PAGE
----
If you’d prefer to stay by the Tagus in Belém and do some sailing or other water sports, Altis Belém right on the river front is a great option. Smaller than the Avenida, but equally as beautiful, this hotel offers 45 rooms and 5 suites with views of the Tagus and the marina. All the rooms have a private balcony and a jacuzzi and you must take advantage of their SPA, which is a veritable oasis of relaxation with a dimly lit large heated pool and a small cold one, plus a sauna, Hammam, Turkish bath, small gym and a treatment room.
Don’t miss taking a dip in the hotel pool on the rooftop, which overlooks the river, marina and has a beautiful view of the Belém Tower, which is only five minutes away.

hotel reception


The hotel Michelin-starred Feitoria Restaurant and Wine Bar is also not to be missed and if you prefer a light meal the Cafeteria Mensagem offers deliciously prepared fresh food served on the terrace overlooking the river.

If you prefer to stay on a boat, British company Beds on Board has several options in the capital and nearby areas.

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Food and drink

table with food

Lisbon is a mecca for foodies. The local cuisine features plenty of bacalhau (salt cod) dishes, seafood, the typical Caldo Verde (a potato, kale, onion and local sausage chouriço stew) and plenty of vegetable dishes: what the Portuguese can do with green beans is a revelation! The city caters for all tastes and there are plenty of international and vegetarian restaurants too.

Delfina at Alma Lusa

The Alma Lusa Delfina restaurant is open to the public and of course hotel guests and serves delicious, honest Portuguese food. The traditional code fritters or pastéis de bacalhau are flavoursome and light despite being battered and deep fried. Garlic and chilli prawns are fresh and make for a perfect starter, as does a beautiful cold soup of pumpkin and cress. For mains you can choose a variety of different dishes including hake with potatoes carrots and peas, which is filling and tasty, John Dory with an orange and sweet potato mash, spaghetti with mushrooms and asparagus, Portuguese liver with fries and a selection of sandwiches and salads also feature. Desserts are excellent too – the raspberry pannacotta comes highly recommended.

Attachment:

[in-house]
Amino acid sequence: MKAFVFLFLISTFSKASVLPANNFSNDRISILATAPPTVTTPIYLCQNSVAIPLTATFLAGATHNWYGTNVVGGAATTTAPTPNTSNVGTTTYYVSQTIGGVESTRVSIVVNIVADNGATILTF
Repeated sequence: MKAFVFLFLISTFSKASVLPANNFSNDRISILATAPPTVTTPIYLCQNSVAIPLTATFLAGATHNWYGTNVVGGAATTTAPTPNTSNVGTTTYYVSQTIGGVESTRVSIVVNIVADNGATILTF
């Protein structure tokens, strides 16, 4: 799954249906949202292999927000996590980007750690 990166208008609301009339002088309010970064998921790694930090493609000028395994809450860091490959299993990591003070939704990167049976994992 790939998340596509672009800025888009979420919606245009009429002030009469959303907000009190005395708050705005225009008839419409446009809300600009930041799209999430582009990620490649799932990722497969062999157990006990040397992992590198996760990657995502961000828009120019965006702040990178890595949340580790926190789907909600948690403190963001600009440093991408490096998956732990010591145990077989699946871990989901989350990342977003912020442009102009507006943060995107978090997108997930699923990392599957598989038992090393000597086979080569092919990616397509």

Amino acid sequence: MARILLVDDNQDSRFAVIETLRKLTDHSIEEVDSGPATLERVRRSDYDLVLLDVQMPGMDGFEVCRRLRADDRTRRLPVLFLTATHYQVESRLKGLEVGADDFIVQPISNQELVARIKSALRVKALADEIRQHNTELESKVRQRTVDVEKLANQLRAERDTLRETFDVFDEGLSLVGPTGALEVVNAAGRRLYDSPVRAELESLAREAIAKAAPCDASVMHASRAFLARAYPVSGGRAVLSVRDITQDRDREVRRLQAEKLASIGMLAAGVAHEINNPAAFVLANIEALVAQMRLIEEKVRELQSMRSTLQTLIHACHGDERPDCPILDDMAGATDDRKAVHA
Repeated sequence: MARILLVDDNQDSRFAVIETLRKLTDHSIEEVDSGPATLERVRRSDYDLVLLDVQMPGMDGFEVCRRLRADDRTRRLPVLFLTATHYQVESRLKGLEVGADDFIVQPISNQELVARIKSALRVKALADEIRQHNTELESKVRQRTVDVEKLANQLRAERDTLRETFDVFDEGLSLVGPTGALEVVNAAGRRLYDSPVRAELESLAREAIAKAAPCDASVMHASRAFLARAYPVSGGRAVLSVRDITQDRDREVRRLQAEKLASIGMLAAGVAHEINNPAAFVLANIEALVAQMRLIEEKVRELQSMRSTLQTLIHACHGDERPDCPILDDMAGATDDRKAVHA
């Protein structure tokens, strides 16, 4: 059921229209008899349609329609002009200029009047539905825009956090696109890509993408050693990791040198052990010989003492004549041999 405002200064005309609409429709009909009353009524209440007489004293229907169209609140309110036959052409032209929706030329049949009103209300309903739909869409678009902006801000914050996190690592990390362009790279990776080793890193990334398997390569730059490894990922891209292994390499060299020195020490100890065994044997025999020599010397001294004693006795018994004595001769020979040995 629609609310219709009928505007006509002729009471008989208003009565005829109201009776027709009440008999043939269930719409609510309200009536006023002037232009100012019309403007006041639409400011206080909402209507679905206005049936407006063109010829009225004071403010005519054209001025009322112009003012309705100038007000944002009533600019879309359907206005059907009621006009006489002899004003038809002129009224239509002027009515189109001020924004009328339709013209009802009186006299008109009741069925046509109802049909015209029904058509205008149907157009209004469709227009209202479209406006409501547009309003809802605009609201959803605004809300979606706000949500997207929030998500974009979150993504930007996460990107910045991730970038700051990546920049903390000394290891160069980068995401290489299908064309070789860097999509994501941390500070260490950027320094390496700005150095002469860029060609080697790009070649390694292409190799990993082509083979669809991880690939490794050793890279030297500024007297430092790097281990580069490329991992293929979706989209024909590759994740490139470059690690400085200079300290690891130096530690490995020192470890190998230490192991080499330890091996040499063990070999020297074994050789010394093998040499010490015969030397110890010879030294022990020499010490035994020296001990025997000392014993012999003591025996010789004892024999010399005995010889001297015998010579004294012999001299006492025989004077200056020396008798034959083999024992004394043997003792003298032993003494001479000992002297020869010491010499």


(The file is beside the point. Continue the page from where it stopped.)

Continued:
Portions are generous, so grab yourself a table overlooking the square and eat to your heart’s content.


Located in Belém, Descobre is an elegant restaurant offering traditional Portuguese cuisine, beautifully paired with national wines. The oven roasted grouper and the cod loin are exceptional and a side dish of mashed green beans must be tried to be believed. There are several meat options too, including duck, veal and pork and vegetarians are well catered for with many mains available.


Ao Pé Da Sé

Ao Pé Da Sé in Alfama is a trendy café right by the Sé cathedral. Ideal for a light lunch or dinner after visiting the area, their menu offers a variety of platters, including salads and sandwiches, but it’s their fish carpaccios and tartares that really stand out. Get a table outside, order a local sangria and watch the world go by.


Portuguese wine may not enjoy the international reputation that Italian and French wines do, mainly because the locals have kept it a little bit secret and they’ve started exporting it only a few years ago, but it has to be tried, because it’s delicious and there are many varieties of red and white available. Douro is probably the best known, but also notable are Alentejo, Trasmontano, Minho, Alenquer, Bucella, Colares, Tejo and the wines from the Dão region to name a few.




Lisbon and its surroundings offer plenty of sailing and water sport opportunities. If you’d like to sail the Atlantic, then Cascais and Sintra are ideal destinations. Leão Holandês offer some fantastic sailing trips and cruises, catering also for corporate functions, parties and weddings. If you’d like to charter your own yacht, Sailo has plenty to choose from and The Globe Sailor has 24 available yachts and catamarans to charter in Lisbon and the surrounding areas. If you are sailing to Portugal in your own boat, the Marina Parque Das Nações, Marina de Belém, Lisboa Marina and the Doca de Recreio de Santo Amaro all come highly recommended with excellent facilities and services.